[bsa_pro_ad_space id=1]

Liberia newsSpecial Feature

Murder In Liberia: Who attacked Counsellor Scott’s home, killed Charloe Musu, and wounded many?

By Dagbayonoh Kiah Nyanfore II

The subtitle of this article came from a piece by S. Karweaye of the New Dawn paper in Liberia. The story’s title, published in the paper’s March 6, 2023, edition, is “Political Assassination in Post-War Liberia: The Case of Gloria Musu Scott.” Despite the politicization of the story, the fact is that a murder occurred. Why the killing, and who did it? That is the question. Since the incident happened in February this year, no person has been arrested, and the final report has yet to be announced. Why? This article attempts to address the situation.


On February 22, 2023, at about 9:30 PM, Charloe Musu (Pictured), a lady in her 20s, was murdered in the home of her traditional mother, Counsellor Gloria Musu Scott. The report indicates that the killer stabbed her multiple times. Two other women residents sustained wounds. Charloe was a graduating senior from Starz University in Liberia. Gloria Scott is a former Supreme Court chief justice, Justice Minister, Liberian National Elections Commission Chair, and Senator. She is a famous lawyer and a legal advisor to an opposition party.

Late Charloe Musu

A few months before the incident, Madam Scott reported to the police two rubbery attempts at her compound. According to her, the police did nothing. Immediately after the stabbing, she drove to the home of the current minister of justice, Mr. Frank Mussa Dean, and informed the minister. Dean was said to have advised her to change her phone number. Scott did not, and neither did anyone else, take Charloe nor the wounded persons to the hospital immediately until the following day, about 7 hours after. According to a report, Scott later informed the police that she pepper sprayed the intruder at a close range after the stabbing. Charloe died in the hospital.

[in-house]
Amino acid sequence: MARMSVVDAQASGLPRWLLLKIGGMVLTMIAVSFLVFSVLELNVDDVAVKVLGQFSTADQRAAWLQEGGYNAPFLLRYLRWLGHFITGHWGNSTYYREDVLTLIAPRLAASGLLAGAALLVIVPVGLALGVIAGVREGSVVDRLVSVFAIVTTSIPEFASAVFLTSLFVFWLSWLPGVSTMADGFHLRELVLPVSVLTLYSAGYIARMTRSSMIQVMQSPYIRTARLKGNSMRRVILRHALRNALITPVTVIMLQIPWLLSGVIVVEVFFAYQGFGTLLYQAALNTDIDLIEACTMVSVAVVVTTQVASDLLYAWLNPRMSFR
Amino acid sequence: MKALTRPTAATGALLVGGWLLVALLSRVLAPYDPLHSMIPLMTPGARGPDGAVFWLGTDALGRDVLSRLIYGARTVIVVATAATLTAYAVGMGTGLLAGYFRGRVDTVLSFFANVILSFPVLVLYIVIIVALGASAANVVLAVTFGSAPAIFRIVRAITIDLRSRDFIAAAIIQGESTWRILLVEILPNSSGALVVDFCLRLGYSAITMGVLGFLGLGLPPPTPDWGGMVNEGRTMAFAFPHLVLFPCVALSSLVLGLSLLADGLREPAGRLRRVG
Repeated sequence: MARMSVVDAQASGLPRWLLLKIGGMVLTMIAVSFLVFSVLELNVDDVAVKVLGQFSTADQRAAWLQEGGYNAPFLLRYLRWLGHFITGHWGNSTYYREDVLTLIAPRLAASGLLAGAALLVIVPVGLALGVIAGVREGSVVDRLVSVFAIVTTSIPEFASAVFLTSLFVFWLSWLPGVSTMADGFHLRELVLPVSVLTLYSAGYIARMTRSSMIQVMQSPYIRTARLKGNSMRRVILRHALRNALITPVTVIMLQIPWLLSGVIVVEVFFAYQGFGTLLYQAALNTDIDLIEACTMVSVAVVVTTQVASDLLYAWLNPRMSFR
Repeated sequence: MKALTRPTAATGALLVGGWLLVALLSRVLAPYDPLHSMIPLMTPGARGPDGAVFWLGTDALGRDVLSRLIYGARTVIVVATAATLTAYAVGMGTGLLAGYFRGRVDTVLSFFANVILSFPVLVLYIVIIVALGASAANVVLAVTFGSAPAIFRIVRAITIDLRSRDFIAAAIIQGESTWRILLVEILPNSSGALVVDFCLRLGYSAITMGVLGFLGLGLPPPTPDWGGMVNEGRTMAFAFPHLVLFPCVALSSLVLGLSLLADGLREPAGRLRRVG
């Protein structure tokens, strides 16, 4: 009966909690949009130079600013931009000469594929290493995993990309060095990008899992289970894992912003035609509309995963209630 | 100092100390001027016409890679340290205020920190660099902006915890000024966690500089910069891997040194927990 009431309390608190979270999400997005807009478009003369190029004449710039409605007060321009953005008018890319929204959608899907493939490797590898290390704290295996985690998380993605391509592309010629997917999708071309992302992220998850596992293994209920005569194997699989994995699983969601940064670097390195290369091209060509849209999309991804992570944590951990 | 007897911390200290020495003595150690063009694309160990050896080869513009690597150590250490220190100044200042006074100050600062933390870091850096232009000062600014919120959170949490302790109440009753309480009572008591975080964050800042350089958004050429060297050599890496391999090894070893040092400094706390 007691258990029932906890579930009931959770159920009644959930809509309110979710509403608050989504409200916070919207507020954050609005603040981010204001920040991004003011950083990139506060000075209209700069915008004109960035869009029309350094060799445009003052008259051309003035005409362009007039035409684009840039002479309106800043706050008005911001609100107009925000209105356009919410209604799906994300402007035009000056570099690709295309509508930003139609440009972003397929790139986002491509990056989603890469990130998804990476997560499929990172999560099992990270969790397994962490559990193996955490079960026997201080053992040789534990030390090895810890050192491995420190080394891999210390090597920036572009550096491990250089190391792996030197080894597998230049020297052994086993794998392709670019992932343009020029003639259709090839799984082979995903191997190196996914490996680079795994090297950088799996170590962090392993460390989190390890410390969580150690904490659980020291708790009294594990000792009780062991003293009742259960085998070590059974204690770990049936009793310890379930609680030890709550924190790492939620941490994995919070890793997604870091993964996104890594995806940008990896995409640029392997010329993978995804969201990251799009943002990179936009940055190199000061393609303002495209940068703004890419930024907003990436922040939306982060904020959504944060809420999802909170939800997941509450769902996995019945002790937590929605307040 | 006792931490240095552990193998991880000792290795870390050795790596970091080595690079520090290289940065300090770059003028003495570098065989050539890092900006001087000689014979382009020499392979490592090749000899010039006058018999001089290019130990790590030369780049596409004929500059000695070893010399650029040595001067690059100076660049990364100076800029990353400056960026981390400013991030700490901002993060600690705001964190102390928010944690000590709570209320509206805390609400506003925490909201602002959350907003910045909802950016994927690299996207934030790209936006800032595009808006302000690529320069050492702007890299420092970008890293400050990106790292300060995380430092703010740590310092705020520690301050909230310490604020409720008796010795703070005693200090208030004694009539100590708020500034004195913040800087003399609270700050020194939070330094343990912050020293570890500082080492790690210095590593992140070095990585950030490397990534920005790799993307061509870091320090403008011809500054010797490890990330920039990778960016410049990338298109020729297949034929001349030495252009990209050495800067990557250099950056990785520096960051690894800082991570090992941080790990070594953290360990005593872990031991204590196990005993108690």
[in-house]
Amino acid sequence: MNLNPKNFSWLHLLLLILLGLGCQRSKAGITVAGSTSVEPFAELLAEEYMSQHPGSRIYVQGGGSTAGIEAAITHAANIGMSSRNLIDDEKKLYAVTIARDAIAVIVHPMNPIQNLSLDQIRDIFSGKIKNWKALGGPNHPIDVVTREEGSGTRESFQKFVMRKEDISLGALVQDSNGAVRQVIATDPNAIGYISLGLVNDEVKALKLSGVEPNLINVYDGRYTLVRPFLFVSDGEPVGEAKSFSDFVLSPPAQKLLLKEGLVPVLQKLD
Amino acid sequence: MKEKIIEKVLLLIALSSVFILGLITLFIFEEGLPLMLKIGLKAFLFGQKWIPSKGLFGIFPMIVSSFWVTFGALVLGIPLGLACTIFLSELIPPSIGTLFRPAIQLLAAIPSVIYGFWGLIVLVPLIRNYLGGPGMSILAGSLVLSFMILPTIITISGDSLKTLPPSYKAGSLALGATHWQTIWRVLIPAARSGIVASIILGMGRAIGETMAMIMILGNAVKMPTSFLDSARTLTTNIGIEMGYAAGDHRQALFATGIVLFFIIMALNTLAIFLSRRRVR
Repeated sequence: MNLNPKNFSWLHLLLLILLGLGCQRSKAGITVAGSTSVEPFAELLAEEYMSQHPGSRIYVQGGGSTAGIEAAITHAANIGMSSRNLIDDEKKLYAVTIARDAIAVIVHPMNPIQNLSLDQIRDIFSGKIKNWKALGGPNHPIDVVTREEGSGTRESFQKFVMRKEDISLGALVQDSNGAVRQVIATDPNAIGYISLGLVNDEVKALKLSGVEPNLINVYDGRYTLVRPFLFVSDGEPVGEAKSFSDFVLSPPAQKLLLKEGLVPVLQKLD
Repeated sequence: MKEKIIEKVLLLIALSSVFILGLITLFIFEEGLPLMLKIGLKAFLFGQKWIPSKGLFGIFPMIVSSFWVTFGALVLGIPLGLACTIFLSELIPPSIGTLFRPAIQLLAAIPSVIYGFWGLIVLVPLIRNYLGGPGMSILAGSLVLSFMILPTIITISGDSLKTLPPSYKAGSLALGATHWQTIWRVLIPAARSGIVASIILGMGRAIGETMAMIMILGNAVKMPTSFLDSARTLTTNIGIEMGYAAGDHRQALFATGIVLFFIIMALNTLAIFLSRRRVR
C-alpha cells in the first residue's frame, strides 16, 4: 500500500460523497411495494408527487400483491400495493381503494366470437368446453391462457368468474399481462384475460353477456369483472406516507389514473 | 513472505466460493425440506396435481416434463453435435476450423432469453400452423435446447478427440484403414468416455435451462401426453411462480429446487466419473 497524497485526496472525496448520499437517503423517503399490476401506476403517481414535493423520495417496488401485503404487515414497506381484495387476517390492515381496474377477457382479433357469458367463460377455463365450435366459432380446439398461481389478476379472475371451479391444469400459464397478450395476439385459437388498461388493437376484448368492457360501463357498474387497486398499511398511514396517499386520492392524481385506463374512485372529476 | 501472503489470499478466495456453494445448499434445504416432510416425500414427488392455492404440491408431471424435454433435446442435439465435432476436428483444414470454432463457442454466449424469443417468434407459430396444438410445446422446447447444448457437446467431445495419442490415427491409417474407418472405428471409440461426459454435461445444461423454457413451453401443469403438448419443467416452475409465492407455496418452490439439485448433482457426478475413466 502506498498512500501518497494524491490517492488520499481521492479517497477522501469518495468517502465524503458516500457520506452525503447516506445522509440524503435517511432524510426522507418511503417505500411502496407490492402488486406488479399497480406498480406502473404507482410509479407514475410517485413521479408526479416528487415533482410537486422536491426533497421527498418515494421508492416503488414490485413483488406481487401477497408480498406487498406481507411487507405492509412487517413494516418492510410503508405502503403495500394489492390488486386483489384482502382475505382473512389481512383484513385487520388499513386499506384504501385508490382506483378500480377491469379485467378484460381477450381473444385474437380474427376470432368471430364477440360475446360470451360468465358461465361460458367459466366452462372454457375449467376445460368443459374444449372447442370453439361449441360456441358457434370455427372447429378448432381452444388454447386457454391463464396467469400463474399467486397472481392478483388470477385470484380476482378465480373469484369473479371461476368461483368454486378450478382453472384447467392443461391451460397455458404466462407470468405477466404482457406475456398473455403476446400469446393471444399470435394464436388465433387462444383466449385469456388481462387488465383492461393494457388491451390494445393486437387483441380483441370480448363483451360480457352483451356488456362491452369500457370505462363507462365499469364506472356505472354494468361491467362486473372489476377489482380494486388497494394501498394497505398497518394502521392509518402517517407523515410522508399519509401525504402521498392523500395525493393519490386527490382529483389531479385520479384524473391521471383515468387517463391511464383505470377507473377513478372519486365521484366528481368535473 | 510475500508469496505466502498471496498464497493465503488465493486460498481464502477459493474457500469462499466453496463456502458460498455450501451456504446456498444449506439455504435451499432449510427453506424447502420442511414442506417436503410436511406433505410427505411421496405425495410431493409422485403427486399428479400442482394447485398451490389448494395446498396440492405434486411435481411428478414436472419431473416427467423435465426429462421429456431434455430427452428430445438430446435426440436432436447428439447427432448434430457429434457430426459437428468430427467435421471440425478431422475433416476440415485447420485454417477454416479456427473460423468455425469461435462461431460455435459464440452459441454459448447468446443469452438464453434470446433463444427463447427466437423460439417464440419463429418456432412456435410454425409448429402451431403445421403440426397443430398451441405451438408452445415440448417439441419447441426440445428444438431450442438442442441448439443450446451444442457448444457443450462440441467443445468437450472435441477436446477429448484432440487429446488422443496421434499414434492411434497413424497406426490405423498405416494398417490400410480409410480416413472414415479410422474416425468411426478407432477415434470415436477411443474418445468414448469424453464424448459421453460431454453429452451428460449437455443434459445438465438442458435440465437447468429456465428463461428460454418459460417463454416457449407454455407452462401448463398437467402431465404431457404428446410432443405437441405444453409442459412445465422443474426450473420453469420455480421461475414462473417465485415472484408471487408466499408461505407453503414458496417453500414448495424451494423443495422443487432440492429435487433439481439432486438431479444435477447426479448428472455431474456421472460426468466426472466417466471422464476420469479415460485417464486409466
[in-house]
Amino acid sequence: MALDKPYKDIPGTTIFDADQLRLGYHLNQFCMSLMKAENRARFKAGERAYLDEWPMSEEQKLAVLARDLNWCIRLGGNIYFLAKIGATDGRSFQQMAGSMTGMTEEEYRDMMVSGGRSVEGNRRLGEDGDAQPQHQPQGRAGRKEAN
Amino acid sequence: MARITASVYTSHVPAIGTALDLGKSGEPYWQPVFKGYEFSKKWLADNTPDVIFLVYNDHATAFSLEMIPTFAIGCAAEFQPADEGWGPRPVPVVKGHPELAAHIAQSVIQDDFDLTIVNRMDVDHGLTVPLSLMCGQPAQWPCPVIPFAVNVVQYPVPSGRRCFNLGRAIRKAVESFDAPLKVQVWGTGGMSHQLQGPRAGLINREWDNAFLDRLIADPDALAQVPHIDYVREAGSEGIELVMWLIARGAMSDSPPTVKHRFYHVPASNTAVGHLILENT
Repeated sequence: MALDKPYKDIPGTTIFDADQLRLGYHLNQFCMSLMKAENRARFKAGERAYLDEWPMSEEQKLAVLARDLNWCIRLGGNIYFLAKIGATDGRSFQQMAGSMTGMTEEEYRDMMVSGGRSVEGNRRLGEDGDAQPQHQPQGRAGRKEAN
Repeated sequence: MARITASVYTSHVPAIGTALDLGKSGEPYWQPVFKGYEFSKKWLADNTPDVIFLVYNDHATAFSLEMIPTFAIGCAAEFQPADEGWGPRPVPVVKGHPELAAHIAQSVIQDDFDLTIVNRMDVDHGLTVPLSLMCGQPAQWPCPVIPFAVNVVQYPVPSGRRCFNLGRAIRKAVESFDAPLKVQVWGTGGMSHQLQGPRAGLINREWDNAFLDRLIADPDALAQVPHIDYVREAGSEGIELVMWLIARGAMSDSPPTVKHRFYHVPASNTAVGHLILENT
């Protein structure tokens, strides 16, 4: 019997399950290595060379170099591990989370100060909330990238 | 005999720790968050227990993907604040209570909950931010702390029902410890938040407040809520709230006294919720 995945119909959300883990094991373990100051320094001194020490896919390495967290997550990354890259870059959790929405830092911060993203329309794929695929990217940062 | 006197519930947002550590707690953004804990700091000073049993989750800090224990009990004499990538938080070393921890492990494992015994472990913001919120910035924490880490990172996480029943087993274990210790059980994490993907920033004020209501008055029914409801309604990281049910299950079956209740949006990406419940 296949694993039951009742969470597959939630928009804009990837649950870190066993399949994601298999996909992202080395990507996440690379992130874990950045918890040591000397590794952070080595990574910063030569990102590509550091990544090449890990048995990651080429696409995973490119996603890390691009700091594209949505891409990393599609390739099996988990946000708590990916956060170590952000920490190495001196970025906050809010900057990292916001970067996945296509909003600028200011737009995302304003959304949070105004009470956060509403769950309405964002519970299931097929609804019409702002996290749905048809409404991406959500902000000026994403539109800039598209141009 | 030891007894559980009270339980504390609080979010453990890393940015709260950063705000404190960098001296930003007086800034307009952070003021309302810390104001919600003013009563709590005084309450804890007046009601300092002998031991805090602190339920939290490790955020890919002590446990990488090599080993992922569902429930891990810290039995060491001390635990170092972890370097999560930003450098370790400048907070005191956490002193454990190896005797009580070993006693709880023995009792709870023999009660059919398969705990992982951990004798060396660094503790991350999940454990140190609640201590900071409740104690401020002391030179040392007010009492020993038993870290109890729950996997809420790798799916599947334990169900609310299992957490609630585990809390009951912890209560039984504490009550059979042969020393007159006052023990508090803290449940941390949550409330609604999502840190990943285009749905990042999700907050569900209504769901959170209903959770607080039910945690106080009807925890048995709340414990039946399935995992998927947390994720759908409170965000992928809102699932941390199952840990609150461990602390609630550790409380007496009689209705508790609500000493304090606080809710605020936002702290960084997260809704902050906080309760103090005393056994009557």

Counselor Scott and her children live in an over 10 feet concrete fence house (See Photo) protected by three security guards. The report also stated that the alleged intruder escaped. Still, the guards said they saw no intruder leaving the premise that night.


After the killing, Cllr. Jerome Verdier, former chairman of the Truth and Reconciliation Commission (TRC), accused Monrovia City Mayor Jefferson Koijee of having masterminded the murder carried out by Varlee Telleh, a former commander of a rebel group and presently an employee of the city. A few days after the allegation, concerned persons, including friends and associates of Counselor Scott, dressed in all black, demonstrated at the ground of the Capitol Building. They called the incident a political assassination and demanded justice for Scott. Others wrote or expressed on the radios calling for the government to act. Koijee and Telleh have denied the allegation; the police investigated them. But Verdier, upon questioning by the police, gave no evidence, saying that he wanted the government to act seriously on the case.

[bsa_pro_ad_space id=1]